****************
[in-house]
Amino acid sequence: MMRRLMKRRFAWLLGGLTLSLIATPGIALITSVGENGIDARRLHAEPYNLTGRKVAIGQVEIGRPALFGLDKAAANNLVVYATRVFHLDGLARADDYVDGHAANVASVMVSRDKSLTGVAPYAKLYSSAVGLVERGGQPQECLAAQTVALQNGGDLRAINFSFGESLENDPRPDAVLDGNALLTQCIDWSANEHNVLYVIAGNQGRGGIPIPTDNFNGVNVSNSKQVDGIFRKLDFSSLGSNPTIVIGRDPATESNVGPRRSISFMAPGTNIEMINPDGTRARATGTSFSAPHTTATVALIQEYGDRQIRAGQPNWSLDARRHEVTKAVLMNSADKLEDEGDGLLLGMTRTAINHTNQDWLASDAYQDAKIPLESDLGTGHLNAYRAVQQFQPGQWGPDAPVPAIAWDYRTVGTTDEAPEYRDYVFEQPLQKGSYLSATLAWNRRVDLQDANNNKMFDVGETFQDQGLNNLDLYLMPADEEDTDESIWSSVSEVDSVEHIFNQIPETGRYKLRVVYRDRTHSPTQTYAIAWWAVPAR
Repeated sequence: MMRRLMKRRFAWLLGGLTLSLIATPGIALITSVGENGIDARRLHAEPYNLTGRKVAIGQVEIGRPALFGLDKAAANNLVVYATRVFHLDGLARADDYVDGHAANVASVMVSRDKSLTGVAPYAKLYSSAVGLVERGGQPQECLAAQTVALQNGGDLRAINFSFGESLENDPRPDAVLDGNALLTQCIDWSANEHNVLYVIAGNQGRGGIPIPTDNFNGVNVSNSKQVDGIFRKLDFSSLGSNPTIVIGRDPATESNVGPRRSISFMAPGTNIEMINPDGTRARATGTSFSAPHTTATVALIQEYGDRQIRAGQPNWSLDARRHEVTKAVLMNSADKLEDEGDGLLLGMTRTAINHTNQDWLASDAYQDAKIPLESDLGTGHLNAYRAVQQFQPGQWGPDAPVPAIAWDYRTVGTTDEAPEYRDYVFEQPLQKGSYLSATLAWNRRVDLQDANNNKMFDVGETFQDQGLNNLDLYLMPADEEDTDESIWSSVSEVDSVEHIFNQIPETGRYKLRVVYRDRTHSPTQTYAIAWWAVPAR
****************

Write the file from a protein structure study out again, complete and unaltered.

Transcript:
[in-house]
Amino acid sequence: MMRRLMKRRFAWLLGGLTLSLIATPGIALITSVGENGIDARRLHAEPYNLTGRKVAIGQVEIGRPALFGLDKAAANNLVVYATRVFHLDGLARADDYVDGHAANVASVMVSRDKSLTGVAPYAKLYSSAVGLVERGGQPQECLAAQTVALQNGGDLRAINFSFGESLENDPRPDAVLDGNALLTQCIDWSANEHNVLYVIAGNQGRGGIPIPTDNFNGVNVSNSKQVDGIFRKLDFSSLGSNPTIVIGRDPATESNVGPRRSISFMAPGTNIEMINPDGTRARATGTSFSAPHTTATVALIQEYGDRQIRAGQPNWSLDARRHEVTKAVLMNSADKLEDEGDGLLLGMTRTAINHTNQDWLASDAYQDAKIPLESDLGTGHLNAYRAVQQFQPGQWGPDAPVPAIAWDYRTVGTTDEAPEYRDYVFEQPLQKGSYLSATLAWNRRVDLQDANNNKMFDVGETFQDQGLNNLDLYLMPADEEDTDESIWSSVSEVDSVEHIFNQIPETGRYKLRVVYRDRTHSPTQTYAIAWWAVPAR
Repeated sequence: MMRRLMKRRFAWLLGGLTLSLIATPGIALITSVGENGIDARRLHAEPYNLTGRKVAIGQVEIGRPALFGLDKAAANNLVVYATRVFHLDGLARADDYVDGHAANVASVMVSRDKSLTGVAPYAKLYSSAVGLVERGGQPQECLAAQTVALQNGGDLRAINFSFGESLENDPRPDAVLDGNALLTQCIDWSANEHNVLYVIAGNQGRGGIPIPTDNFNGVNVSNSKQVDGIFRKLDFSSLGSNPTIVIGRDPATESNVGPRRSISFMAPGTNIEMINPDGTRARATGTSFSAPHTTATVALIQEYGDRQIRAGQPNWSLDARRHEVTKAVLMNSADKLEDEGDGLLLGMTRTAINHTNQDWLASDAYQDAKIPLESDLGTGHLNAYRAVQQFQPGQWGPDAPVPAIAWDYRTVGTTDEAPEYRDYVFEQPLQKGSYLSATLAWNRRVDLQDANNNKMFDVGETFQDQGLNNLDLYLMPADEEDTDESIWSSVSEVDSVEHIFNQIPETGRYKLRVVYRDRTHSPTQTYAIAWWAVPAR